Transport advancements that bring hope to NCR visitors like me

Published November 13, 2018, 12:05 AM

by Charissa Luci-Atienza & Bernie Cahiles-Magkilat



As frequent visitors to Metro Manila, we from the south have a window into what seems to work and fail in its public transport systems.

That said, time was when Metro Manila’s public transport system was such a pain for travellers who get off a hot Manila airport in the middle of the day, wait in line for another hour for the lone taxi service and brave a two hour, expensive trip to a city destination. It would take an average of three hours from airport to hotel, double the time it takes to fly from the farthest domestic destination to Manila.

What makes travel a bit easier for us today is the increased availability of night flights, which allow us to arrive in Metro Manila after the traffic rush hour, and get to our destinations more quickly. The recent night rating of many airports, something we hoped happened long ago has made this possible.

To add, with airport buses and several taxi services to choose from, arriving in Metro Manila is less of a hassle. Traffic going into the city is another story, though.

Air travel is no longer the domain of the affluent, as more than 24 million passengers took flight last year in this country, from 16.6 million in 2010.   In addition, the center for Aviation reports that international passenger traffic to and from the Philippines  has grown by 36%, from 17.92 million in 2014 to 24.43 million in 2017 ( ). This reflects growing income and the increase in foreign tourists that hit a record 6 million in 2017.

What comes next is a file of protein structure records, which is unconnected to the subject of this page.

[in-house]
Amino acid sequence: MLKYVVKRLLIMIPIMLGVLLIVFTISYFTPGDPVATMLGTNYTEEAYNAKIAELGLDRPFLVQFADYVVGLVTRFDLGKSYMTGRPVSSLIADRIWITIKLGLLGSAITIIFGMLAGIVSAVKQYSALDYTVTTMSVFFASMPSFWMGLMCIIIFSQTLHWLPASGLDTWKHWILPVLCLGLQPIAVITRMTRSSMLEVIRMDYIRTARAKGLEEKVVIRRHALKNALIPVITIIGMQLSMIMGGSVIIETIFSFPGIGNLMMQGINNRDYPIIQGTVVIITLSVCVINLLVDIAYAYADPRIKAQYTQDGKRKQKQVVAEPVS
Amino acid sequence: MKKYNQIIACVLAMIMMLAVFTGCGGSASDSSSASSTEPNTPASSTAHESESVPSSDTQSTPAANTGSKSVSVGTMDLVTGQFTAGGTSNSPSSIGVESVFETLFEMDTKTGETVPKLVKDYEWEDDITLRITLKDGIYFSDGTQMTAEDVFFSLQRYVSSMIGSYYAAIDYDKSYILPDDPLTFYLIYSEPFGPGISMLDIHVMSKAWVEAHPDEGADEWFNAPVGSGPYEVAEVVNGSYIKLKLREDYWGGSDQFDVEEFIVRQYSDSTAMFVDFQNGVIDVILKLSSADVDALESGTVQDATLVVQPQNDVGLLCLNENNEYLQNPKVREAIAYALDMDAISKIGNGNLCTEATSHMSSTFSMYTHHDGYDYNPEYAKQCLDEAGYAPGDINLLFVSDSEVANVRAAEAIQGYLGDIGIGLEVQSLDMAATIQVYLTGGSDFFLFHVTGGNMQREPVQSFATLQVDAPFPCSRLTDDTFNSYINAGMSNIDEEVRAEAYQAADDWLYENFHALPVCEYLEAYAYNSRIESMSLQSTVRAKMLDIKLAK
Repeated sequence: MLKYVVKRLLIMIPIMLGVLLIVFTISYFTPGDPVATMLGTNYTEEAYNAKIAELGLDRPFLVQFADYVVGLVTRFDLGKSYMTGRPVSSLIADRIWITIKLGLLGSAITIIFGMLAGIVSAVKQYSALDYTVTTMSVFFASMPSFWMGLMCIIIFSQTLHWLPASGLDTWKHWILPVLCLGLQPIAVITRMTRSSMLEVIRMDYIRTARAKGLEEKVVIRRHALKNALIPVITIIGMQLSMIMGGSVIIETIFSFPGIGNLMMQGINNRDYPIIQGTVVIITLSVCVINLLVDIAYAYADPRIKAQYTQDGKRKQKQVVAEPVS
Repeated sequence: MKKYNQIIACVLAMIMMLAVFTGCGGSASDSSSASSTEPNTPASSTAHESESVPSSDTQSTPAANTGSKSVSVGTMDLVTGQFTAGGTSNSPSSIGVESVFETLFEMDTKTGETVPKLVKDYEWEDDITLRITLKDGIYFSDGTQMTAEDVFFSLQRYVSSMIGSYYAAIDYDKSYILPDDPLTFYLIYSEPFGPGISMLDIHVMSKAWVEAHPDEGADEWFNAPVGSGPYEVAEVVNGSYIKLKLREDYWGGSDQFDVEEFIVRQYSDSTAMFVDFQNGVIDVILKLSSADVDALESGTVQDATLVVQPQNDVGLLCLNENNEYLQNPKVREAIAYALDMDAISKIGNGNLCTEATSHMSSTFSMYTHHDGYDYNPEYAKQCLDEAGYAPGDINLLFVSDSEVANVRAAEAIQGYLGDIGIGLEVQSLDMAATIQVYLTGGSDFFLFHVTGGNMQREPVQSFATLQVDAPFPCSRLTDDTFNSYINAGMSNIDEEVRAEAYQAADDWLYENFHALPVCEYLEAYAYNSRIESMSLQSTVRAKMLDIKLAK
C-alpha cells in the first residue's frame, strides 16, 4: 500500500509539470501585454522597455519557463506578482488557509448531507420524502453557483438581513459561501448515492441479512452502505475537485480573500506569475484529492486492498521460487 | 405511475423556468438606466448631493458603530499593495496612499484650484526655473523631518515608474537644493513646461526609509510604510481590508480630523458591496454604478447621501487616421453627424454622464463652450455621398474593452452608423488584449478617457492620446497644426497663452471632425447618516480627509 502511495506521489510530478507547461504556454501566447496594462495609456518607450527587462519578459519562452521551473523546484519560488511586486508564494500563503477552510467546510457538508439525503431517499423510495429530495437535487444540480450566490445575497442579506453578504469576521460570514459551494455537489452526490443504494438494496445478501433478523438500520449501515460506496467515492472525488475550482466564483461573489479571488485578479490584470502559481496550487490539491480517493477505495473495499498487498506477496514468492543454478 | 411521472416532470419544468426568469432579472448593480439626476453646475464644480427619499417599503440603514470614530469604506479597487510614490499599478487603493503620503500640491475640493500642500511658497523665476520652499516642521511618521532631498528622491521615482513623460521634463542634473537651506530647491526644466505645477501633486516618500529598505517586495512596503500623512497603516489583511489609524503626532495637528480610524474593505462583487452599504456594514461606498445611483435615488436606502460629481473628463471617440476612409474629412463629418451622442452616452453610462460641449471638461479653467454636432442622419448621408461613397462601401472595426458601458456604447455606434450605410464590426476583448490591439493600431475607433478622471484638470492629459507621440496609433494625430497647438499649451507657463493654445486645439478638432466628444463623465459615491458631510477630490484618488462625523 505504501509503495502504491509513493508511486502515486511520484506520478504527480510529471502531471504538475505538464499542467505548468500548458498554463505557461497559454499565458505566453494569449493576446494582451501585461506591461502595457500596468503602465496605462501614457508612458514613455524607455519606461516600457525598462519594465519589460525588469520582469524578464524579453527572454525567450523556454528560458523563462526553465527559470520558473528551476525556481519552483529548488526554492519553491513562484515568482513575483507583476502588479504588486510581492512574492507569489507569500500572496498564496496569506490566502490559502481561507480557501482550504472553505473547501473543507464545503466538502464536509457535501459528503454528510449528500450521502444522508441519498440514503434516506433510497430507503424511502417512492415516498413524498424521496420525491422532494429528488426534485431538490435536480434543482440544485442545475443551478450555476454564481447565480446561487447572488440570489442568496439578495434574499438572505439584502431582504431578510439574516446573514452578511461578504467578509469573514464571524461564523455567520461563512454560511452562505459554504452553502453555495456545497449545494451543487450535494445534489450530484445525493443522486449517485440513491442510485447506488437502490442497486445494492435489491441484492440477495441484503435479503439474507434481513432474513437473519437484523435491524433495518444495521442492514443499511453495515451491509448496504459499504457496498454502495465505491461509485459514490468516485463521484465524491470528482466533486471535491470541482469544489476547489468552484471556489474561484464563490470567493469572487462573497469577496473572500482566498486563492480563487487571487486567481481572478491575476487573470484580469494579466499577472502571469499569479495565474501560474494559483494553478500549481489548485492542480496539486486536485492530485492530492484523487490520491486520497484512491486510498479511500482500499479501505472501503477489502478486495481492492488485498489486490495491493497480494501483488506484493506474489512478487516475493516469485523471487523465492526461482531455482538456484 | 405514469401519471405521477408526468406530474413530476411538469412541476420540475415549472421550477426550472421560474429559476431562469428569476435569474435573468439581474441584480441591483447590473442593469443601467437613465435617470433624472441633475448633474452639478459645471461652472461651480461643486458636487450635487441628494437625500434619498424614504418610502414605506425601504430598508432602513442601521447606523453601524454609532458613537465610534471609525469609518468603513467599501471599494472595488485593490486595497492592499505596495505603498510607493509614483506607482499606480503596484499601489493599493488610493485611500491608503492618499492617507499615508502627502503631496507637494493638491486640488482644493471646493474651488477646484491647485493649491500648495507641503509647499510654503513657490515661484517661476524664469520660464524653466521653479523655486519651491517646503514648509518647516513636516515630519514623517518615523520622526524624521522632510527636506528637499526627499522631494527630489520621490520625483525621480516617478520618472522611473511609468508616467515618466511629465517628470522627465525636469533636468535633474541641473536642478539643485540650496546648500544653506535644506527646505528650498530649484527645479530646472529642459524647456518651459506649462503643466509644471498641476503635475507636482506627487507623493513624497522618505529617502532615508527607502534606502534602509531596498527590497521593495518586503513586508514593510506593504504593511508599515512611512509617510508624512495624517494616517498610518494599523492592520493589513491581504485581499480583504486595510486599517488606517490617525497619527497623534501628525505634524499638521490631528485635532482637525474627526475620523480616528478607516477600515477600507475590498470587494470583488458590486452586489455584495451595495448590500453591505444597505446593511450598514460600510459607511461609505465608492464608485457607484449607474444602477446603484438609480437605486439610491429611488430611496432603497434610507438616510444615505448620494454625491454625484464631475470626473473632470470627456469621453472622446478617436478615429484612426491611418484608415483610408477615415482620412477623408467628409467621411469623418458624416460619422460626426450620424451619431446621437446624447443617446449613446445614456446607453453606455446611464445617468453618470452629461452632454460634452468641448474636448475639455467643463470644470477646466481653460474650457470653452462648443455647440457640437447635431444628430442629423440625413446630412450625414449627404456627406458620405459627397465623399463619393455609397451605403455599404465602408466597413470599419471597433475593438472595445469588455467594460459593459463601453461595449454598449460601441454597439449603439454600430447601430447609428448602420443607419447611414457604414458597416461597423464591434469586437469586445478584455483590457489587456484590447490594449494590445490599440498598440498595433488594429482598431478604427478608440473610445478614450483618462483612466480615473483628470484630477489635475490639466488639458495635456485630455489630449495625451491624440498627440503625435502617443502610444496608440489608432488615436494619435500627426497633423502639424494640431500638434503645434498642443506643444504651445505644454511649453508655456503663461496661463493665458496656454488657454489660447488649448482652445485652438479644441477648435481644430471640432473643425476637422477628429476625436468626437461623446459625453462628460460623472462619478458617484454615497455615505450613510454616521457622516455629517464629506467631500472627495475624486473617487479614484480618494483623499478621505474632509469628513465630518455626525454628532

With these numbers, better airports and connectivity on the ground matters. If Metro Manila believes it should remain the countrys premier gateway, the good news is that new systems are slowly in place that promise a better Metro Manila travel experience for visitors like us:

Better terminals. The launch of the Paranaque Integrated Terminal Exchange (PITX)  and the coming common terminal on north EDSA represent public transport upgrades that for the first time, put the welfare of the ordinary commuter ahead of the transport operators and the transport groups that for so long have blocked vital reforms from taking place.

PITX is just one of those pragmatic solutions that should have been in place long ago. Having travelled to many major cities in the country multimodal transport hubs have been in place over the last two decades in cities like Cagayan de Oro, Iligan, Lucena, Naga, Legazpi and Davao.

More reliable MRTs. The 17 Billion pesos Japanese loan inked to maintain the EDSA  MRT and the deployment of the Dalian trains from China after the necessary adjustments promise faster and more reliable service akin to the LRT lines 1 and 2. Finance Secretary Carlos Dominguez said in a statement  that with the upgrades, the Department of Transportation (DOTr), expects the number of operating trains to increase from 15 to 20 at peak hours, with time intervals of train arrivals reduced by half from  7 minutes to only three-and-a-half minutes. MRT-3 is also expected to increase its train speed from 30 kilometers per hour to 60 kph.

The expansion  of the the Philippine National Railway (PNR) communter line to Malabon will allow commuters to travel from north of Metro Manila to Calamba Laguna, giving a faster alternative to the three hour long bus ride along EDSA.

The coming Metro Manila Subway and the MRT or LRT extensions to Bulacan and Bacoor, the northrail system to Malolos and Clark all conspire to decongest Metro Manila since many from these areas no longer have to rent living spaces in the Metro. They can go to and from work and home every day.

These long awaited reforms promise a better travel and commute experience for majority of Filipinos who do not own a car. In turn, it will allow many of us to live without needing one. With this, we hope to reduce the volume of vehicular traffic.

Key is the political will to overcome the frequent opposition of interest groups like some vocal bus companies and jeepney operators (and their political backers) who often desire the status quo, however inconvenient it may be for the commuter.

Between the thousands of jeepney and bus drivers and their rich “amo” i’d choose the welfare of the millions of commuters.

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